June 6, 2012
Google Adds State-Sponsored Attack Alerts In Fight Against Cyber Crime
Internet search giant Google on Tuesday introduced a new alert system that will warn users who are logged into their Google account when it thinks they may be the target of a state-sponsored cyber attack.
Eric Grosse, Google´s VP of security engineering, said in a recent blog post that an alert will be displayed at the top of the user´s Gmail page after logging in and when there is evidence of a suspected state-sponsored attack. He said that such attacks could take the form of malicious software or a “phishing” scam through email, tricking users to give out their user name and password.
We are continually on the hunt for any malicious activity on our systems, Grosse said. And when Google detects an issue, a clear warning sign is shown and extra attention is given to thwart the attacker, he added.
Despite the announcement, Grosse was reserved in revealing how Google knows when someone is being targeted by state-sponsored attacks. “You might ask how we know this activity is state-sponsored,” he said. “We can´t go into the details without giving away information that would be helpful to these bad actors.”
If a suspected attack is happening or Google detects possible foul play, the warning sign pops up and reads: “We believe state-sponsored attackers may be attempting to compromise your account or computer.” The message will not be limited to those using Google Chrome, but will pop up in any browser.
Grosse was quick to point out that the warning “does not necessarily mean that your account has been hijacked. It just means that we believe you may be a target, of phishing or malware for example, and that you should take immediate steps to secure your account.”
Google has been fighting cyber crime viciously since it was one of several companies targeted by Chinese hackers more than two years ago, an attack that led the search company to relocate its search servers. Since then, it has thwarted several large-scale phishing and hacking scams directed at Gmail users.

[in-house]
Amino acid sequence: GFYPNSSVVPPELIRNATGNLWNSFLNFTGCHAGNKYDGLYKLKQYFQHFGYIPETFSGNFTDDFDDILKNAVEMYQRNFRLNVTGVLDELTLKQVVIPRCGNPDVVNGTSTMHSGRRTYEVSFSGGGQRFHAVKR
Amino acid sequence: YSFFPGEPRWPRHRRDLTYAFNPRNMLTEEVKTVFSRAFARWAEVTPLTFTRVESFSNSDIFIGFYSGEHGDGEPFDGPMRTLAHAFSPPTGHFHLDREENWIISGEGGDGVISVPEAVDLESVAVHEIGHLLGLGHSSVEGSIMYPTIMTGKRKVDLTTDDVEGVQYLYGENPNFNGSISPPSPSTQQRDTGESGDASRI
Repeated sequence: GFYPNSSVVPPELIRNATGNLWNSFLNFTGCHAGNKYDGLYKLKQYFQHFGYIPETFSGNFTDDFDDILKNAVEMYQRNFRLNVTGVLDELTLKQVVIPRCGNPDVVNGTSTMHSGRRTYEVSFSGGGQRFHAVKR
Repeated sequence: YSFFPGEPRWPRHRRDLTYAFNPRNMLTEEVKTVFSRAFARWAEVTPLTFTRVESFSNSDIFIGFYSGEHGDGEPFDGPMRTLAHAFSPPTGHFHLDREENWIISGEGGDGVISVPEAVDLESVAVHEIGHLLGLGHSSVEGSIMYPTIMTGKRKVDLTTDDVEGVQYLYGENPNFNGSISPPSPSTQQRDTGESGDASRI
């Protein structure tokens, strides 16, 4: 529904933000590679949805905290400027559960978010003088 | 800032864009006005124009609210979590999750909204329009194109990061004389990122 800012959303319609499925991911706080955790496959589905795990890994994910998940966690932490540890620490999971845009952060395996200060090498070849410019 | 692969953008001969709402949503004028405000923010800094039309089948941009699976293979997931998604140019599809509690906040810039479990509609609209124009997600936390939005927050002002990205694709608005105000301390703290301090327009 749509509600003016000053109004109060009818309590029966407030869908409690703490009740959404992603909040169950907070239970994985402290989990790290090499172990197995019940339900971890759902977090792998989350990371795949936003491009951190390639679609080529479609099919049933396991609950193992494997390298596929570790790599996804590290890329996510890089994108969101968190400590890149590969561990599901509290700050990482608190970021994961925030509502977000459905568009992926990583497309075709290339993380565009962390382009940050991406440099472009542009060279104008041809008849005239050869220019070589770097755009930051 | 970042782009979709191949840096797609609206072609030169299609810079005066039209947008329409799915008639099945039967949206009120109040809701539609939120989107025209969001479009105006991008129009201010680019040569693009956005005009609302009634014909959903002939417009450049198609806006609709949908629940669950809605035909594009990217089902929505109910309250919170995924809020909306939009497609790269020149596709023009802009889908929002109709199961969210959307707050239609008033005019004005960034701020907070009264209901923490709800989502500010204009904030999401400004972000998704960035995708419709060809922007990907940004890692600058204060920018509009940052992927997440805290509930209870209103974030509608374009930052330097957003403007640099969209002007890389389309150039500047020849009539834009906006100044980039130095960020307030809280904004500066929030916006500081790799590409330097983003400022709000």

And, just a few weeks ago, Google placed a similar alert on its pages, warning Windows PC and Mac users that remained infected with DNSChanger malware. Those users could lose their Internet on July 9, when authorities switch off substitute domain name system (DNS) servers that took the place of criminal-controlled machines shut down last year.
The company´s latest announcement could stem from the discovery last week of a sophisticated espionage tool, which security researchers at Google called “Flame.” Flame pilfered vast amounts of data from Middle Eastern computers, most located in Iran and Palestine. Some experts believe Flame is state-sponsored because of its size and complexity.
While the latest alert is new pertaining to state-sponsored attacks, security alerts on Google are not. Google has been notifying Gmail users since March 2010 when it suspects account hacking attempts. Google triggers that alert in part on the Internet Protocol (IP) address of each successful log-on.
The state-sponsored attack alert includes a link to Google´s Help website, where it hints on why an alert was issued and how users can protect their account.
“We believe it is our duty to be proactive in notifying users about attacks or potential attacks so that they can take action to protect their information,” Grosse wrote. “And we will continue to update these notifications based on the latest information.”
If you believe you are the victim of an attack, or could be a victim, there are a few things you can do immediately to help protect yourself. First, you should create a new unique password that has a good mix of capital and lowercase letters, numbers, and punctuation marks; second, you should enable 2-step verification for additional security; and lastly, update your browser, operating system, plug-ins, and document editors as an added measure.
Google also made it clear on its help page that the alert doesn´t mean that Google´s internal systems are compromised and that the warning message “does not refer to one specific campaign.”
Grosse noted that the company routinely receives abuse reports from users, as well as from “internal systems that monitor for suspicious login attempts and other activity.”